Price growth continues for many, but transaction numbers are slowly falling
UK house prices rose 0.6% in June, according to Nationwide. Over the last two years, these occasional strong months have been followed by weaker ones, leading to little overall price change. June’s price rise leaves the year to date (YTD) growth at 0.6%, consistent with our forecast of 1.0% annual price growth in 2018. The regional variation is similar to Q1, with the strongest growth in Scotland and the Midlands, while there have been substantial price falls in London of 2.6%. Although the pattern remains the same, the level of price growth has slowed in almost all regions.
Alongside price falls in London, transactions have fallen by 4.0% in the last three months. In the Midlands, although prices are growing, this is not reflected in transaction volumes, which fell 1.4% in three months to April. In contrast, the number of new instructions increased for the first time since summer 2016, according to the RICS Survey. New buyer enquiries, despite a fall in May, have also been on an upward trend for most of 2018.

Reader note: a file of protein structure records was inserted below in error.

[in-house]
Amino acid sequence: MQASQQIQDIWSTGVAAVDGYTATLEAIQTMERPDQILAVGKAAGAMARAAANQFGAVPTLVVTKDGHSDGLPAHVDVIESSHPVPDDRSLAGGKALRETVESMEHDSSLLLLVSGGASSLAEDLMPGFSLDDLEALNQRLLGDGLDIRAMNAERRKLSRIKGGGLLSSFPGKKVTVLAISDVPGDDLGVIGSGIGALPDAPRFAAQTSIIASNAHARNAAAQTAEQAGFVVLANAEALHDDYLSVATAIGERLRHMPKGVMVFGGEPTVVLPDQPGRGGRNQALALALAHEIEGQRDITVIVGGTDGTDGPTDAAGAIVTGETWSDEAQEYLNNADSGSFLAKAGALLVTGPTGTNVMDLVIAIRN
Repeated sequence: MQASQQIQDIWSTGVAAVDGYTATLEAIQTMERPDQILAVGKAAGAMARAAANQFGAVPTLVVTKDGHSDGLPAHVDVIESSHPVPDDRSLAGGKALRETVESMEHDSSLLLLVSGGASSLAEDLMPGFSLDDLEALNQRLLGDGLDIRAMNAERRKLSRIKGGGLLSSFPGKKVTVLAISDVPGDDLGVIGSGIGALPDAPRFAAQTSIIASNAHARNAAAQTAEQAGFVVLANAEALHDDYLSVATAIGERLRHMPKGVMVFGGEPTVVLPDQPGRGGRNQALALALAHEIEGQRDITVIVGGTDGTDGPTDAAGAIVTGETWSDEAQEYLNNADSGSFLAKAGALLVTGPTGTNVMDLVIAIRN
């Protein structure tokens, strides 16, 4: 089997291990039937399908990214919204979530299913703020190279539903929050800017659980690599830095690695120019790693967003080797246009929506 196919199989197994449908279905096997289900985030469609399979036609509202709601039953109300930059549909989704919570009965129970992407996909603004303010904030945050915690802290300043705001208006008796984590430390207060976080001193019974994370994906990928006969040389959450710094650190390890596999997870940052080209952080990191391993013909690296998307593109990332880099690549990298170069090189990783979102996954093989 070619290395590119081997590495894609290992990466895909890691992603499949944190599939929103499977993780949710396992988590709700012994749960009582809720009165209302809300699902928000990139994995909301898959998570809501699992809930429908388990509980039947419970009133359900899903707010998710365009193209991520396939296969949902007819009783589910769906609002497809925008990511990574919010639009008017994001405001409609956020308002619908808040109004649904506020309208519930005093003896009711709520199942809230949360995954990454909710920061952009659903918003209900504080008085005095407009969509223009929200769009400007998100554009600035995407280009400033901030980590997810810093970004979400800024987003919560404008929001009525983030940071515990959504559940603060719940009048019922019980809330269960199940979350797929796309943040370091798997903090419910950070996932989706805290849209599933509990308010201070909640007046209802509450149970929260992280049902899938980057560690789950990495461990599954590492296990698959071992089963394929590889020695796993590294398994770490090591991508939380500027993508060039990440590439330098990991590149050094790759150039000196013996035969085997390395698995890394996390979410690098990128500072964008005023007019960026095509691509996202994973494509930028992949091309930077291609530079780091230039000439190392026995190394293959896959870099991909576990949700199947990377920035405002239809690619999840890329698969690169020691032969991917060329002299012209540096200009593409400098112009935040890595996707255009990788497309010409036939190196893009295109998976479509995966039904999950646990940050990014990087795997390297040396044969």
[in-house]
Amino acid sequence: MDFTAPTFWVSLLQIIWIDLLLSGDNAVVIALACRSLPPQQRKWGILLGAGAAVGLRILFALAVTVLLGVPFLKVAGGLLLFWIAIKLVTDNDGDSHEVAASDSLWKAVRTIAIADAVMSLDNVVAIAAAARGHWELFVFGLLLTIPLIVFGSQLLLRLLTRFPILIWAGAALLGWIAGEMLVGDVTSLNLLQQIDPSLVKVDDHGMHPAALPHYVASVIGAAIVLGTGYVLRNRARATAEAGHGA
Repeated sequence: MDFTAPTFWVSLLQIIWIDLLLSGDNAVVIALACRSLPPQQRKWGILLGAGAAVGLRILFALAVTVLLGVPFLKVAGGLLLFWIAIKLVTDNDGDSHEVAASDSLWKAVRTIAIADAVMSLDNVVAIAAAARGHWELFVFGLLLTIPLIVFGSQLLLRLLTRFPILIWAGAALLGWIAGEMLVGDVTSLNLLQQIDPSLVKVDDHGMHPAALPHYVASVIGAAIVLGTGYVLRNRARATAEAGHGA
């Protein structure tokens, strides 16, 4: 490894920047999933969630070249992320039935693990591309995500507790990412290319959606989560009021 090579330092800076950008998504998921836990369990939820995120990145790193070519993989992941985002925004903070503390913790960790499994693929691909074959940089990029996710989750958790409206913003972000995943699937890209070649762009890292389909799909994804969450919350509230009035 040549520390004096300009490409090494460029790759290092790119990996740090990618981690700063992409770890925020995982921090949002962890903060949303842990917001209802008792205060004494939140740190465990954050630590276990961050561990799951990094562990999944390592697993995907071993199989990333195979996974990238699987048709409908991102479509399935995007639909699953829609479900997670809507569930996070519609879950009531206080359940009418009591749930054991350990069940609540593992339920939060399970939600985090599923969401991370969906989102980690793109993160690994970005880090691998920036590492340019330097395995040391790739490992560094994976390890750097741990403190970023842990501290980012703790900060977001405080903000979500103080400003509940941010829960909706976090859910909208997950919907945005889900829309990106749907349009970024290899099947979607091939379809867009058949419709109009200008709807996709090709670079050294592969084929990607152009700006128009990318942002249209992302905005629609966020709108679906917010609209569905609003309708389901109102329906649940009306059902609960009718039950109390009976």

But this positivity is at odds with other indicators and the UK housing market faces increasing headwinds over coming months. The Bank of England base rate is now widely expected to go up in August. Although the June MPC meeting voted to keep the base rate at 0.5%, there is growing support for a rise. This will put further upward pressure on mortgage interest rates, which have slowly started to rise over recent months. It follows a broadly positive Q2 for the UK economy. The construction sector had its weakest quarter since 2012, but there was surprising growth in retail sales and employment.